No one will dispute that the culinary arts feature highly in the Chinese culture but its predominant role is difficult to grasp by westerners. The importance granted to the taste buds can be illustrated by the price range of teas found in the average tea shop. It can go from the equivalent of one dollar to one hundred dollars a pound! The French love their fine wines but the average wine shop does not keep bottles worth one hundred times more than the least expensive one. Moreover, the snob value is nil because you don't see the label when you drink 100$ tea, as you do with fancy wine. Those who pay that much must really do so for the taste.
The Chinese literally eat everything that is not poisonous. And they get it fresh in markets like this one. Guangzhou's Qingping market has more vegetables than the English language has names for them. It also sells a broad variety of fish including eels, seafood including sea slug, several varieties of turtles, and some snakes.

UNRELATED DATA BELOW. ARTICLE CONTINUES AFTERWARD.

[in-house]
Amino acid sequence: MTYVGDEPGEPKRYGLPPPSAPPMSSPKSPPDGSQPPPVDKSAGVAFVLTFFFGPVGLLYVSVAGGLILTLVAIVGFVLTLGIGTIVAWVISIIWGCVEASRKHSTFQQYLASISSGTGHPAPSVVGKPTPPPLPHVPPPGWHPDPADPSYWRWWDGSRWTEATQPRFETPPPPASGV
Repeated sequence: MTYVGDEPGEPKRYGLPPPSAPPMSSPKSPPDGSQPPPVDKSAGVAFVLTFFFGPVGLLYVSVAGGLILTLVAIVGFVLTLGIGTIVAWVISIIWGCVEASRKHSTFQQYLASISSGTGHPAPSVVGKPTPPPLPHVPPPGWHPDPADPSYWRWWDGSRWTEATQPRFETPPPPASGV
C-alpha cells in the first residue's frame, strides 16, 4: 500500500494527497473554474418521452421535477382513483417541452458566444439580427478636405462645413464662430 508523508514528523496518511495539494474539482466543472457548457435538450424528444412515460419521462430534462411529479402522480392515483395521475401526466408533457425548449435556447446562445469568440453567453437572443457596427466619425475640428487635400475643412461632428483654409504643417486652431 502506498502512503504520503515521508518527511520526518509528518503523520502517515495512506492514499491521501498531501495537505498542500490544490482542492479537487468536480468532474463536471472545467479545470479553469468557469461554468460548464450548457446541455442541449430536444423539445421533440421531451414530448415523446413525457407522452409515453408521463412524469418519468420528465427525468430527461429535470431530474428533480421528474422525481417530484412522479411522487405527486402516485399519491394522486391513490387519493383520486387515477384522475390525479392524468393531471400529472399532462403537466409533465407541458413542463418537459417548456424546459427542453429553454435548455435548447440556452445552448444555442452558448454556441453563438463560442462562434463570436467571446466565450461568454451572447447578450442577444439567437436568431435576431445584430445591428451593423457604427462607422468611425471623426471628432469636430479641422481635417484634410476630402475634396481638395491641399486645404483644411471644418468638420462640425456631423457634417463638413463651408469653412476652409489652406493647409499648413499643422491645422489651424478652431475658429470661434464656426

The Chinese generally prefer pork to beef and duck to chicken, turkey is rare but they like goose and rabbit and relish all sorts of mammals westerners would not dream eating, even in the worst nightmare.
They eat dog as do the Koreans and relish cat as much as the French do horse. Monkey's brain is considered a delicacy but it is very expensive as are the more exotic rodents shown here. Of course, the average Chinese can not afford these sublime pleasures but some of them do and this busy market thrives.
I forgot what the Chinese name of this animal is but I remember being told there were excellent recipes for it. It looks like a raccoon. It was amusing to see a lady haggle at length to finally walk away grumbling and shaking her head about the price...